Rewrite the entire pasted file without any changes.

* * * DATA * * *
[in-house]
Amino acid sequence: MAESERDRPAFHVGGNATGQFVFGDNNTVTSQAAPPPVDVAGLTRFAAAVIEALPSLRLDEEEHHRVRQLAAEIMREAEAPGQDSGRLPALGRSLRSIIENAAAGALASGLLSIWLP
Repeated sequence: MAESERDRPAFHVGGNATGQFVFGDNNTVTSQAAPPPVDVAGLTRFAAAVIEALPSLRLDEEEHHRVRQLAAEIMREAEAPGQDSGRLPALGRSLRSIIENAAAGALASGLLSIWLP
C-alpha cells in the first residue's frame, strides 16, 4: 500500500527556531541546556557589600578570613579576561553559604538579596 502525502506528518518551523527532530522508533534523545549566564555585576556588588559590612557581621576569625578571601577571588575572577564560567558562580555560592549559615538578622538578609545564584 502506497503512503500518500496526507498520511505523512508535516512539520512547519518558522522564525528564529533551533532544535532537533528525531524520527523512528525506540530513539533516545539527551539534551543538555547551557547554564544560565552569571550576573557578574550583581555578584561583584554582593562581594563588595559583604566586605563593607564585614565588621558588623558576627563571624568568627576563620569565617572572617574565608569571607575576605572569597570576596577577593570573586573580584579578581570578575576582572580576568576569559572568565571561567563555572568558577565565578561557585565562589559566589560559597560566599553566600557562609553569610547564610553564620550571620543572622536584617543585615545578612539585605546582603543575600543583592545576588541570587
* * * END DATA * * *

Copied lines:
[in-house]
Amino acid sequence: MAESERDRPAFHVGGNATGQFVFGDNNTVTSQAAPPPVDVAGLTRFAAAVIEALPSLRLDEEEHHRVRQLAAEIMREAEAPGQDSGRLPALGRSLRSIIENAAAGALASGLLSIWLP
Repeated sequence: MAESERDRPAFHVGGNATGQFVFGDNNTVTSQAAPPPVDVAGLTRFAAAVIEALPSLRLDEEEHHRVRQLAAEIMREAEAPGQDSGRLPALGRSLRSIIENAAAGALASGLLSIWLP
C-alpha cells in the first residue's frame, strides 16, 4: 500500500527556531541546556557589600578570613579576561553559604538579596 502525502506528518518551523527532530522508533534523545549566564555585576556588588559590612557581621576569625578571601577571588575572577564560567558562580555560592549559615538578622538578609545564584 502506497503512503500518500496526507498520511505523512508535516512539520512547519518558522522564525528564529533551533532544535532537533528525531524520527523512528525506540530513539533516545539527551539534551543538555547551557547554564544560565552569571550576573557578574550583581555578584561583584554582593562581594563588595559583604566586605563593607564585614565588621558588623558576627563571624568568627576563620569565617572572617574565608569571607575576605572569597570576596577577593570573586573580584579578581570578575576582572580576568576569559572568565571561567563555572568558577565565578561557585565562589559566589560559597560566599553566600557562609553569610547564610553564620550571620543572622536584617543585615545578612539585605546582603543575600543583592545576588541570587